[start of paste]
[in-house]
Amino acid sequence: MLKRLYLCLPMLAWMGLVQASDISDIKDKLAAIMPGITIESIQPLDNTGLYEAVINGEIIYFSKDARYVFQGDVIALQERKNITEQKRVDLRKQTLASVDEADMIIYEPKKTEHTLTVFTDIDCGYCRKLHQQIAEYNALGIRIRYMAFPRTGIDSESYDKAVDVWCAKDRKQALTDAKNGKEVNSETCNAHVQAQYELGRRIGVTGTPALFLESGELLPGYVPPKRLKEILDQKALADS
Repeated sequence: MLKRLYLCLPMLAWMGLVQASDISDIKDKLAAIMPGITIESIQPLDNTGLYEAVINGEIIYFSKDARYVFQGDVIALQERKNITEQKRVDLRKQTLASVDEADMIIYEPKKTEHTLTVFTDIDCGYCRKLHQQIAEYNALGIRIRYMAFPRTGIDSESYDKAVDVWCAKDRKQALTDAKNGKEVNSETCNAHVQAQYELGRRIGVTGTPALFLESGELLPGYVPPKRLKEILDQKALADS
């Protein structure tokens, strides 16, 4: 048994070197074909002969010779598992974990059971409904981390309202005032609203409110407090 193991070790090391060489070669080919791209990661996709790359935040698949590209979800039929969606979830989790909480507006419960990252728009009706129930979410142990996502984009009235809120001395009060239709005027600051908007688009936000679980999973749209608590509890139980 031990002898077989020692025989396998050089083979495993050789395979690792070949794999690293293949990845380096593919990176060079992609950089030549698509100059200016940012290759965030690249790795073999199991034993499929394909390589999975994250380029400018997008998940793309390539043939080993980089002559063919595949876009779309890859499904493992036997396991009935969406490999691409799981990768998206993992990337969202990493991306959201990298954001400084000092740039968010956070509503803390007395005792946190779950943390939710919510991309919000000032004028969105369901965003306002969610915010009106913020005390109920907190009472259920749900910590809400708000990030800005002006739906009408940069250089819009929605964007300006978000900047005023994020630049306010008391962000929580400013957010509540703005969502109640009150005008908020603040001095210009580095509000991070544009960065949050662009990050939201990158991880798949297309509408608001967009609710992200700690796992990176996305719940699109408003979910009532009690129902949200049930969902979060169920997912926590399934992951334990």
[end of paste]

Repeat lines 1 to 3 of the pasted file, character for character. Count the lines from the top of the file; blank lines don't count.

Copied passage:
[in-house]
Amino acid sequence: MLKRLYLCLPMLAWMGLVQASDISDIKDKLAAIMPGITIESIQPLDNTGLYEAVINGEIIYFSKDARYVFQGDVIALQERKNITEQKRVDLRKQTLASVDEADMIIYEPKKTEHTLTVFTDIDCGYCRKLHQQIAEYNALGIRIRYMAFPRTGIDSESYDKAVDVWCAKDRKQALTDAKNGKEVNSETCNAHVQAQYELGRRIGVTGTPALFLESGELLPGYVPPKRLKEILDQKALADS
Repeated sequence: MLKRLYLCLPMLAWMGLVQASDISDIKDKLAAIMPGITIESIQPLDNTGLYEAVINGEIIYFSKDARYVFQGDVIALQERKNITEQKRVDLRKQTLASVDEADMIIYEPKKTEHTLTVFTDIDCGYCRKLHQQIAEYNALGIRIRYMAFPRTGIDSESYDKAVDVWCAKDRKQALTDAKNGKEVNSETCNAHVQAQYELGRRIGVTGTPALFLESGELLPGYVPPKRLKEILDQKALADS